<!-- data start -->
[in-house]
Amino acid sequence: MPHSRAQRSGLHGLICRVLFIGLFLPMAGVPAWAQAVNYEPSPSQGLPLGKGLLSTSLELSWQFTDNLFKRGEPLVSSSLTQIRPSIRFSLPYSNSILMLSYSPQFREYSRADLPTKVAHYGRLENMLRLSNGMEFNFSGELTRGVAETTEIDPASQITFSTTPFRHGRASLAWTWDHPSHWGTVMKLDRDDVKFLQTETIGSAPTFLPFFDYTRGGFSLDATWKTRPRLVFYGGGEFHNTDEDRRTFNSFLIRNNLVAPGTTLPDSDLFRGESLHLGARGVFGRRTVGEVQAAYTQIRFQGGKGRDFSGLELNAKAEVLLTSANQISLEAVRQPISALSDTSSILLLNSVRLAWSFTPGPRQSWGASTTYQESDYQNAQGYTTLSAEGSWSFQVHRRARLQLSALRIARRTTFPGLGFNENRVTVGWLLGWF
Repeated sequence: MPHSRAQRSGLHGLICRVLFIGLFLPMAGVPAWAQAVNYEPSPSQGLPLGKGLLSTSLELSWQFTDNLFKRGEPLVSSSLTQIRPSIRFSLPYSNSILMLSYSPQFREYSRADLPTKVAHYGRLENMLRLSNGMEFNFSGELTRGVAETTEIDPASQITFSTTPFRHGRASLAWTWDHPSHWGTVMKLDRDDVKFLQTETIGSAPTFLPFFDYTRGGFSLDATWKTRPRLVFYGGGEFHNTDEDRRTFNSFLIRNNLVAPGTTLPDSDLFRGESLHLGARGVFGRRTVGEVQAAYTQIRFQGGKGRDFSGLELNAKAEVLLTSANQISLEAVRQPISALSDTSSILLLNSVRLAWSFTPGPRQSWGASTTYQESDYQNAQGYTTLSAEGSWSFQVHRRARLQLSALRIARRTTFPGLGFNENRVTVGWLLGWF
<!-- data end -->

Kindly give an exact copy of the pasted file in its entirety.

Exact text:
[in-house]
Amino acid sequence: MPHSRAQRSGLHGLICRVLFIGLFLPMAGVPAWAQAVNYEPSPSQGLPLGKGLLSTSLELSWQFTDNLFKRGEPLVSSSLTQIRPSIRFSLPYSNSILMLSYSPQFREYSRADLPTKVAHYGRLENMLRLSNGMEFNFSGELTRGVAETTEIDPASQITFSTTPFRHGRASLAWTWDHPSHWGTVMKLDRDDVKFLQTETIGSAPTFLPFFDYTRGGFSLDATWKTRPRLVFYGGGEFHNTDEDRRTFNSFLIRNNLVAPGTTLPDSDLFRGESLHLGARGVFGRRTVGEVQAAYTQIRFQGGKGRDFSGLELNAKAEVLLTSANQISLEAVRQPISALSDTSSILLLNSVRLAWSFTPGPRQSWGASTTYQESDYQNAQGYTTLSAEGSWSFQVHRRARLQLSALRIARRTTFPGLGFNENRVTVGWLLGWF
Repeated sequence: MPHSRAQRSGLHGLICRVLFIGLFLPMAGVPAWAQAVNYEPSPSQGLPLGKGLLSTSLELSWQFTDNLFKRGEPLVSSSLTQIRPSIRFSLPYSNSILMLSYSPQFREYSRADLPTKVAHYGRLENMLRLSNGMEFNFSGELTRGVAETTEIDPASQITFSTTPFRHGRASLAWTWDHPSHWGTVMKLDRDDVKFLQTETIGSAPTFLPFFDYTRGGFSLDATWKTRPRLVFYGGGEFHNTDEDRRTFNSFLIRNNLVAPGTTLPDSDLFRGESLHLGARGVFGRRTVGEVQAAYTQIRFQGGKGRDFSGLELNAKAEVLLTSANQISLEAVRQPISALSDTSSILLLNSVRLAWSFTPGPRQSWGASTTYQESDYQNAQGYTTLSAEGSWSFQVHRRARLQLSALRIARRTTFPGLGFNENRVTVGWLLGWF